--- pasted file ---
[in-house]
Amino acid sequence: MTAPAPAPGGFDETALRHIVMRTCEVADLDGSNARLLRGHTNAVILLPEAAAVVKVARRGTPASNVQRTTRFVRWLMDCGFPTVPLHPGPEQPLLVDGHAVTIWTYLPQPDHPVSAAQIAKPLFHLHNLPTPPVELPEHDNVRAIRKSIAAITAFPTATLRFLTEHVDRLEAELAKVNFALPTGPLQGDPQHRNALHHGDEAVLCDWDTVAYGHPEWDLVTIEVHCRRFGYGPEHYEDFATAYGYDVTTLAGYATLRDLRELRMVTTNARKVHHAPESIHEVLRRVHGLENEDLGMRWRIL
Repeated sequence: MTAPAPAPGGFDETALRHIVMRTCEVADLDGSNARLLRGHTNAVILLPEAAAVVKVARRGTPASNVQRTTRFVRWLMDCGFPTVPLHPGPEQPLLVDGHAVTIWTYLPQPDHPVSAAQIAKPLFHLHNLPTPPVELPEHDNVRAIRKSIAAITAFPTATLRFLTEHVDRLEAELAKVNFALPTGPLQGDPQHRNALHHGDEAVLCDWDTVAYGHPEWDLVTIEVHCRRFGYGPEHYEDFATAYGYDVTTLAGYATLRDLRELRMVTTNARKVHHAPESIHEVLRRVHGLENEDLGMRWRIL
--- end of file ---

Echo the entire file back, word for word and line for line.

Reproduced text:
[in-house]
Amino acid sequence: MTAPAPAPGGFDETALRHIVMRTCEVADLDGSNARLLRGHTNAVILLPEAAAVVKVARRGTPASNVQRTTRFVRWLMDCGFPTVPLHPGPEQPLLVDGHAVTIWTYLPQPDHPVSAAQIAKPLFHLHNLPTPPVELPEHDNVRAIRKSIAAITAFPTATLRFLTEHVDRLEAELAKVNFALPTGPLQGDPQHRNALHHGDEAVLCDWDTVAYGHPEWDLVTIEVHCRRFGYGPEHYEDFATAYGYDVTTLAGYATLRDLRELRMVTTNARKVHHAPESIHEVLRRVHGLENEDLGMRWRIL
Repeated sequence: MTAPAPAPGGFDETALRHIVMRTCEVADLDGSNARLLRGHTNAVILLPEAAAVVKVARRGTPASNVQRTTRFVRWLMDCGFPTVPLHPGPEQPLLVDGHAVTIWTYLPQPDHPVSAAQIAKPLFHLHNLPTPPVELPEHDNVRAIRKSIAAITAFPTATLRFLTEHVDRLEAELAKVNFALPTGPLQGDPQHRNALHHGDEAVLCDWDTVAYGHPEWDLVTIEVHCRRFGYGPEHYEDFATAYGYDVTTLAGYATLRDLRELRMVTTNARKVHHAPESIHEVLRRVHGLENEDLGMRWRIL